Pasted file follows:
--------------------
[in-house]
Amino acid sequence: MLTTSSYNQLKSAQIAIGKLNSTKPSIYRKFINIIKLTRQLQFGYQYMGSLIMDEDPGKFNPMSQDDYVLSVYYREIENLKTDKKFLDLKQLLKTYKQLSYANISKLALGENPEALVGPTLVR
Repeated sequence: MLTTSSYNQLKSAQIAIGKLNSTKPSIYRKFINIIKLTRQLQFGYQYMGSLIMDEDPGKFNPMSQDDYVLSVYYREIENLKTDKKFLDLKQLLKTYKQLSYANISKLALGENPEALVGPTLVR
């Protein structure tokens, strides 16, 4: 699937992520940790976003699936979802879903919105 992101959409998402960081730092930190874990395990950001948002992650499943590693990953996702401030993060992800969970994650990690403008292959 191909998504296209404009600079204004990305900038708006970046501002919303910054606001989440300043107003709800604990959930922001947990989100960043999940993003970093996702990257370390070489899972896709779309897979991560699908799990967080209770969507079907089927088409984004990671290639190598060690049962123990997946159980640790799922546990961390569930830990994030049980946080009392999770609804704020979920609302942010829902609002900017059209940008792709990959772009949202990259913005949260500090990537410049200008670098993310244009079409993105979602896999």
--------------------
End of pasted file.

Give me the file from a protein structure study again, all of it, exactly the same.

[in-house]
Amino acid sequence: MLTTSSYNQLKSAQIAIGKLNSTKPSIYRKFINIIKLTRQLQFGYQYMGSLIMDEDPGKFNPMSQDDYVLSVYYREIENLKTDKKFLDLKQLLKTYKQLSYANISKLALGENPEALVGPTLVR
Repeated sequence: MLTTSSYNQLKSAQIAIGKLNSTKPSIYRKFINIIKLTRQLQFGYQYMGSLIMDEDPGKFNPMSQDDYVLSVYYREIENLKTDKKFLDLKQLLKTYKQLSYANISKLALGENPEALVGPTLVR
């Protein structure tokens, strides 16, 4: 699937992520940790976003699936979802879903919105 992101959409998402960081730092930190874990395990950001948002992650499943590693990953996702401030993060992800969970994650990690403008292959 191909998504296209404009600079204004990305900038708006970046501002919303910054606001989440300043107003709800604990959930922001947990989100960043999940993003970093996702990257370390070489899972896709779309897979991560699908799990967080209770969507079907089927088409984004990671290639190598060690049962123990997946159980640790799922546990961390569930830990994030049980946080009392999770609804704020979920609302942010829902609002900017059209940008792709990959772009949202990259913005949260500090990537410049200008670098993310244009079409993105979602896999």